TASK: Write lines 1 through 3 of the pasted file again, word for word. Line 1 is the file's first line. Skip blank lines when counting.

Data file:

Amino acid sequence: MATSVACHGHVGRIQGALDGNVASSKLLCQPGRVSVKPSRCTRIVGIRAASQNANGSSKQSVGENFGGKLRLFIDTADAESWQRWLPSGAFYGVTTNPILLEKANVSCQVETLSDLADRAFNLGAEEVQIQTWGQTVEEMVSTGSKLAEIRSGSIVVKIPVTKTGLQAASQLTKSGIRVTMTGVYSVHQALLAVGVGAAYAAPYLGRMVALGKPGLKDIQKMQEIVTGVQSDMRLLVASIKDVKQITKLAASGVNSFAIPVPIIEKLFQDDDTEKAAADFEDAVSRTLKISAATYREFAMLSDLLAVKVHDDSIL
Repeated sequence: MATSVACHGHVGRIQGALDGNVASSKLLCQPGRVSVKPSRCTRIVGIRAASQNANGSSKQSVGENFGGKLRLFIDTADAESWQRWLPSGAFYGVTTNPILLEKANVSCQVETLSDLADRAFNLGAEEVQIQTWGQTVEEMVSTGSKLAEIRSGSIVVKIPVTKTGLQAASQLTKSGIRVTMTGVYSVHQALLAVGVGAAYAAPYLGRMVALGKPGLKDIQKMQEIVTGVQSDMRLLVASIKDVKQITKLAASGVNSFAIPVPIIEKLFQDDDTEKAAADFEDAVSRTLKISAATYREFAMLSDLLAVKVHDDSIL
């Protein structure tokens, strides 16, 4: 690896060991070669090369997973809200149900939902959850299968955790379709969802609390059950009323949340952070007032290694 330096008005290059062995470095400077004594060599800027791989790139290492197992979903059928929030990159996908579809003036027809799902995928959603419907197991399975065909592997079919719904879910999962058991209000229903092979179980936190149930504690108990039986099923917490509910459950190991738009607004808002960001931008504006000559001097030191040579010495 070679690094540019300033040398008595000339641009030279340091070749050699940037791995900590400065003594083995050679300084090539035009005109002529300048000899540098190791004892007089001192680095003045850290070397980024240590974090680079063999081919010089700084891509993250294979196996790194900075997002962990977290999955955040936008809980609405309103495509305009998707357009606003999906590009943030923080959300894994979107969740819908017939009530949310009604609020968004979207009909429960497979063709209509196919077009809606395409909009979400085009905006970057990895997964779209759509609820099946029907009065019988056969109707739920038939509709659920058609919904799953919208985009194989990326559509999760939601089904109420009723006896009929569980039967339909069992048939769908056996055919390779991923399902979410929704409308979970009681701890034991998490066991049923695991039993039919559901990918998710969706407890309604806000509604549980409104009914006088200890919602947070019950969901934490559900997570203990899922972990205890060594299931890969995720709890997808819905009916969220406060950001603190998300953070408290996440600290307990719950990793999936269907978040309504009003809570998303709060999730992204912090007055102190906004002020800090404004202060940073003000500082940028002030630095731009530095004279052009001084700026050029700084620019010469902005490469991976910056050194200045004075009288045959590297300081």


Amino acid sequence: MATSVACHGHVGRIQGALDGNVASSKLLCQPGRVSVKPSRCTRIVGIRAASQNANGSSKQSVGENFGGKLRLFIDTADAESWQRWLPSGAFYGVTTNPILLEKANVSCQVETLSDLADRAFNLGAEEVQIQTWGQTVEEMVSTGSKLAEIRSGSIVVKIPVTKTGLQAASQLTKSGIRVTMTGVYSVHQALLAVGVGAAYAAPYLGRMVALGKPGLKDIQKMQEIVTGVQSDMRLLVASIKDVKQITKLAASGVNSFAIPVPIIEKLFQDDDTEKAAADFEDAVSRTLKISAATYREFAMLSDLLAVKVHDDSIL
Repeated sequence: MATSVACHGHVGRIQGALDGNVASSKLLCQPGRVSVKPSRCTRIVGIRAASQNANGSSKQSVGENFGGKLRLFIDTADAESWQRWLPSGAFYGVTTNPILLEKANVSCQVETLSDLADRAFNLGAEEVQIQTWGQTVEEMVSTGSKLAEIRSGSIVVKIPVTKTGLQAASQLTKSGIRVTMTGVYSVHQALLAVGVGAAYAAPYLGRMVALGKPGLKDIQKMQEIVTGVQSDMRLLVASIKDVKQITKLAASGVNSFAIPVPIIEKLFQDDDTEKAAADFEDAVSRTLKISAATYREFAMLSDLLAVKVHDDSIL
């Protein structure tokens, strides 16, 4: 690896060991070669090369997973809200149900939902959850299968955790379709969802609390059950009323949340952070007032290694 330096008005290059062995470095400077004594060599800027791989790139290492197992979903059928929030990159996908579809003036027809799902995928959603419907197991399975065909592997079919719904879910999962058991209000229903092979179980936190149930504690108990039986099923917490509910459950190991738009607004808002960001931008504006000559001097030191040579010495 070679690094540019300033040398008595000339641009030279340091070749050699940037791995900590400065003594083995050679300084090539035009005109002529300048000899540098190791004892007089001192680095003045850290070397980024240590974090680079063999081919010089700084891509993250294979196996790194900075997002962990977290999955955040936008809980609405309103495509305009998707357009606003999906590009943030923080959300894994979107969740819908017939009530949310009604609020968004979207009909429960497979063709209509196919077009809606395409909009979400085009905006970057990895997964779209759509609820099946029907009065019988056969109707739920038939509709659920058609919904799953919208985009194989990326559509999760939601089904109420009723006896009929569980039967339909069992048939769908056996055919390779991923399902979410929704409308979970009681701890034991998490066991049923695991039993039919559901990918998710969706407890309604806000509604549980409104009914006088200890919602947070019950969901934490559900997570203990899922972990205890060594299931890969995720709890997808819905009916969220406060950001603190998300953070408290996440600290307990719950990793999936269907978040309504009003809570998303709060999730992204912090007055102190906004002020800090404004202060940073003000500082940028002030630095731009530095004279052009001084700026050029700084620019010469902005490469991976910056050194200045004075009288045959590297300081």